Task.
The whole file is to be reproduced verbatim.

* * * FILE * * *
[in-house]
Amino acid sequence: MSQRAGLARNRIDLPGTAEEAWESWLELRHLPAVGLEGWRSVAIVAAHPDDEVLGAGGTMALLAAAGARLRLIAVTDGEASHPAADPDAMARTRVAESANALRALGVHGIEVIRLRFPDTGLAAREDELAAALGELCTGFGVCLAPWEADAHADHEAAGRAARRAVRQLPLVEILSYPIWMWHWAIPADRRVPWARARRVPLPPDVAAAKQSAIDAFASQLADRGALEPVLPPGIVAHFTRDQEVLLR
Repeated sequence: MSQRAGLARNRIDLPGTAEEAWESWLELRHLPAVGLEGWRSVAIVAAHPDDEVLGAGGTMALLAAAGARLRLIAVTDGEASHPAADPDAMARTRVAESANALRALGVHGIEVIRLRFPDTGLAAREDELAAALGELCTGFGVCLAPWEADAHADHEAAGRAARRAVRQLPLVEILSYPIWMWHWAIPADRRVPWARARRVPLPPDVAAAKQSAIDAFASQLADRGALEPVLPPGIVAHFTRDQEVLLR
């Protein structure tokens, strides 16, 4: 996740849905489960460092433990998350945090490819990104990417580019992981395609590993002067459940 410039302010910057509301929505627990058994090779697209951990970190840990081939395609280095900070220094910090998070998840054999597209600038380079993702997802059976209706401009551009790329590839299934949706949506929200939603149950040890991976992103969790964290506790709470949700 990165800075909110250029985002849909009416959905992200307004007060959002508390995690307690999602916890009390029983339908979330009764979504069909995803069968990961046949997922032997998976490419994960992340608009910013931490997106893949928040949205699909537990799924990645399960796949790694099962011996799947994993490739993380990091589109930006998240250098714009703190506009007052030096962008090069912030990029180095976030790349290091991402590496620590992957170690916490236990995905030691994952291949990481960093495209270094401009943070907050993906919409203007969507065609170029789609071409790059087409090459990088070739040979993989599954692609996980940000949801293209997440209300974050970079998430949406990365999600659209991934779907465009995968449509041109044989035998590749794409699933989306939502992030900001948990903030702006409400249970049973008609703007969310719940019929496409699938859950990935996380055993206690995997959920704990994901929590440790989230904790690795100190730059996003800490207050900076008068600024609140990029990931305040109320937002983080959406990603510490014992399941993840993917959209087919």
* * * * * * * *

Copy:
[in-house]
Amino acid sequence: MSQRAGLARNRIDLPGTAEEAWESWLELRHLPAVGLEGWRSVAIVAAHPDDEVLGAGGTMALLAAAGARLRLIAVTDGEASHPAADPDAMARTRVAESANALRALGVHGIEVIRLRFPDTGLAAREDELAAALGELCTGFGVCLAPWEADAHADHEAAGRAARRAVRQLPLVEILSYPIWMWHWAIPADRRVPWARARRVPLPPDVAAAKQSAIDAFASQLADRGALEPVLPPGIVAHFTRDQEVLLR
Repeated sequence: MSQRAGLARNRIDLPGTAEEAWESWLELRHLPAVGLEGWRSVAIVAAHPDDEVLGAGGTMALLAAAGARLRLIAVTDGEASHPAADPDAMARTRVAESANALRALGVHGIEVIRLRFPDTGLAAREDELAAALGELCTGFGVCLAPWEADAHADHEAAGRAARRAVRQLPLVEILSYPIWMWHWAIPADRRVPWARARRVPLPPDVAAAKQSAIDAFASQLADRGALEPVLPPGIVAHFTRDQEVLLR
């Protein structure tokens, strides 16, 4: 996740849905489960460092433990998350945090490819990104990417580019992981395609590993002067459940 410039302010910057509301929505627990058994090779697209951990970190840990081939395609280095900070220094910090998070998840054999597209600038380079993702997802059976209706401009551009790329590839299934949706949506929200939603149950040890991976992103969790964290506790709470949700 990165800075909110250029985002849909009416959905992200307004007060959002508390995690307690999602916890009390029983339908979330009764979504069909995803069968990961046949997922032997998976490419994960992340608009910013931490997106893949928040949205699909537990799924990645399960796949790694099962011996799947994993490739993380990091589109930006998240250098714009703190506009007052030096962008090069912030990029180095976030790349290091991402590496620590992957170690916490236990995905030691994952291949990481960093495209270094401009943070907050993906919409203007969507065609170029789609071409790059087409090459990088070739040979993989599954692609996980940000949801293209997440209300974050970079998430949406990365999600659209991934779907465009995968449509041109044989035998590749794409699933989306939502992030900001948990903030702006409400249970049973008609703007969310719940019929496409699938859950990935996380055993206690995997959920704990994901929590440790989230904790690795100190730059996003800490207050900076008068600024609140990029990931305040109320937002983080959406990603510490014992399941993840993917959209087919």